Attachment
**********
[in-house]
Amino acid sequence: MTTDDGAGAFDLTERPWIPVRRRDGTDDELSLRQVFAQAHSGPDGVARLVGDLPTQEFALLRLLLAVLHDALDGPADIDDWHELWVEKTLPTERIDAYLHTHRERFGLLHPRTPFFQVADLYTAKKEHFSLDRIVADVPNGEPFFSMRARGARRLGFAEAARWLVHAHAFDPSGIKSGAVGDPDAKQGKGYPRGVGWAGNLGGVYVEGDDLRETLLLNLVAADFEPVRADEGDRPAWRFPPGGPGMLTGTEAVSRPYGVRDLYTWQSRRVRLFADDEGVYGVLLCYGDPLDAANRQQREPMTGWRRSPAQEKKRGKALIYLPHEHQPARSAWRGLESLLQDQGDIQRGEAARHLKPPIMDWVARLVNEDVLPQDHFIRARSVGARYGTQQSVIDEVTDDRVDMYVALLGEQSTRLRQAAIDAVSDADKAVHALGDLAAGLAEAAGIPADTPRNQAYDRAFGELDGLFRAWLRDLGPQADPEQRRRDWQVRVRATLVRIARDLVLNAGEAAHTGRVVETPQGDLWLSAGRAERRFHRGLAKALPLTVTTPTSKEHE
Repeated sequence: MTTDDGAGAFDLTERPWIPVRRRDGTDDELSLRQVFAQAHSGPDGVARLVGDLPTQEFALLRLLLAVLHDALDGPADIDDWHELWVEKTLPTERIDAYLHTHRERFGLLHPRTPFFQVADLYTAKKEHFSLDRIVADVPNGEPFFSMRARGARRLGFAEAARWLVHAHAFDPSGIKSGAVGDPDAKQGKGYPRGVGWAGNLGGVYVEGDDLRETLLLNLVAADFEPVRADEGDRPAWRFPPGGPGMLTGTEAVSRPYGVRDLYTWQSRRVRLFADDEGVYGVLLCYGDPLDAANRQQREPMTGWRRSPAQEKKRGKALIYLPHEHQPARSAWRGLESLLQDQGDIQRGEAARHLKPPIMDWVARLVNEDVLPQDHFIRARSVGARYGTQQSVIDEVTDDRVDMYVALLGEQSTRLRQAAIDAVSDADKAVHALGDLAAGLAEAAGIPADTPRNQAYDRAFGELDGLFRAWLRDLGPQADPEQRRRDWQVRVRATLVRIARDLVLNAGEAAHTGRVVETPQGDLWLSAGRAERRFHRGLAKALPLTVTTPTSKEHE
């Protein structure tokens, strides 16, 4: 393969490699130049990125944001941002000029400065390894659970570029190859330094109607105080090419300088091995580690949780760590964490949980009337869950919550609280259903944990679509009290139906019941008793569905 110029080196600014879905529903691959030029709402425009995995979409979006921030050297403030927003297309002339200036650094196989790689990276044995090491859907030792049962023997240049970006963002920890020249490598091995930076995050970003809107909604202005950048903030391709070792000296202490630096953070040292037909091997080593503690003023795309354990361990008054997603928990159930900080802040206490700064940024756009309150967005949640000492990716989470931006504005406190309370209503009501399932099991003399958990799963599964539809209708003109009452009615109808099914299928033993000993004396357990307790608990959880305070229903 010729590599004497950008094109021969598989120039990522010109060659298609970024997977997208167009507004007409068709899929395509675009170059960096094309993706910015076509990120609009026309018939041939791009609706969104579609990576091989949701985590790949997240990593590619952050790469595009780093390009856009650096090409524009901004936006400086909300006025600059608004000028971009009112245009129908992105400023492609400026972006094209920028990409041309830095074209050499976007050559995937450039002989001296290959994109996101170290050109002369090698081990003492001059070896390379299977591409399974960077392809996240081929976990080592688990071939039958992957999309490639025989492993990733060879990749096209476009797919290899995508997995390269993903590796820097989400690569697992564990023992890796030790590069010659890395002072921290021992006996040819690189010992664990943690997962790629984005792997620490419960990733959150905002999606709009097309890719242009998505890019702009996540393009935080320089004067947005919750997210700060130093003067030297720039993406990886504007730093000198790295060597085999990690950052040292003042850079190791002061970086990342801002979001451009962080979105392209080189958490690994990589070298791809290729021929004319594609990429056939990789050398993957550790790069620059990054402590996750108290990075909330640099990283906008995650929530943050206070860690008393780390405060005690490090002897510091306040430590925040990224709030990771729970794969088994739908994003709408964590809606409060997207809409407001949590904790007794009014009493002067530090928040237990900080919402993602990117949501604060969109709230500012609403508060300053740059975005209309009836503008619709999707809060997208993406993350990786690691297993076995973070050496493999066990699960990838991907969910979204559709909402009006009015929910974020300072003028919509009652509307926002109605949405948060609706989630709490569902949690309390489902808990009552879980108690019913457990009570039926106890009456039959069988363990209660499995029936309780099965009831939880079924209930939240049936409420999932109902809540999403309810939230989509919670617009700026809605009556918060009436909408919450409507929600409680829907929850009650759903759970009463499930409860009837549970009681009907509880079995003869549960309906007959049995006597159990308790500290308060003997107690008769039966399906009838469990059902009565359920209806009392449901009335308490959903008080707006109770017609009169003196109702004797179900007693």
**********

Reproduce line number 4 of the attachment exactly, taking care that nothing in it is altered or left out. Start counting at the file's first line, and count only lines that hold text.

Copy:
């Protein structure tokens, strides 16, 4: 393969490699130049990125944001941002000029400065390894659970570029190859330094109607105080090419300088091995580690949780760590964490949980009337869950919550609280259903944990679509009290139906019941008793569905 110029080196600014879905529903691959030029709402425009995995979409979006921030050297403030927003297309002339200036650094196989790689990276044995090491859907030792049962023997240049970006963002920890020249490598091995930076995050970003809107909604202005950048903030391709070792000296202490630096953070040292037909091997080593503690003023795309354990361990008054997603928990159930900080802040206490700064940024756009309150967005949640000492990716989470931006504005406190309370209503009501399932099991003399958990799963599964539809209708003109009452009615109808099914299928033993000993004396357990307790608990959880305070229903 010729590599004497950008094109021969598989120039990522010109060659298609970024997977997208167009507004007409068709899929395509675009170059960096094309993706910015076509990120609009026309018939041939791009609706969104579609990576091989949701985590790949997240990593590619952050790469595009780093390009856009650096090409524009901004936006400086909300006025600059608004000028971009009112245009129908992105400023492609400026972006094209920028990409041309830095074209050499976007050559995937450039002989001296290959994109996101170290050109002369090698081990003492001059070896390379299977591409399974960077392809996240081929976990080592688990071939039958992957999309490639025989492993990733060879990749096209476009797919290899995508997995390269993903590796820097989400690569697992564990023992890796030790590069010659890395002072921290021992006996040819690189010992664990943690997962790629984005792997620490419960990733959150905002999606709009097309890719242009998505890019702009996540393009935080320089004067947005919750997210700060130093003067030297720039993406990886504007730093000198790295060597085999990690950052040292003042850079190791002061970086990342801002979001451009962080979105392209080189958490690994990589070298791809290729021929004319594609990429056939990789050398993957550790790069620059990054402590996750108290990075909330640099990283906008995650929530943050206070860690008393780390405060005690490090002897510091306040430590925040990224709030990771729970794969088994739908994003709408964590809606409060997207809409407001949590904790007794009014009493002067530090928040237990900080919402993602990117949501604060969109709230500012609403508060300053740059975005209309009836503008619709999707809060997208993406993350990786690691297993076995973070050496493999066990699960990838991907969910979204559709909402009006009015929910974020300072003028919509009652509307926002109605949405948060609706989630709490569902949690309390489902808990009552879980108690019913457990009570039926106890009456039959069988363990209660499995029936309780099965009831939880079924209930939240049936409420999932109902809540999403309810939230989509919670617009700026809605009556918060009436909408919450409507929600409680829907929850009650759903759970009463499930409860009837549970009681009907509880079995003869549960309906007959049995006597159990308790500290308060003997107690008769039966399906009838469990059902009565359920209806009392449901009335308490959903008080707006109770017609009169003196109702004797179900007693």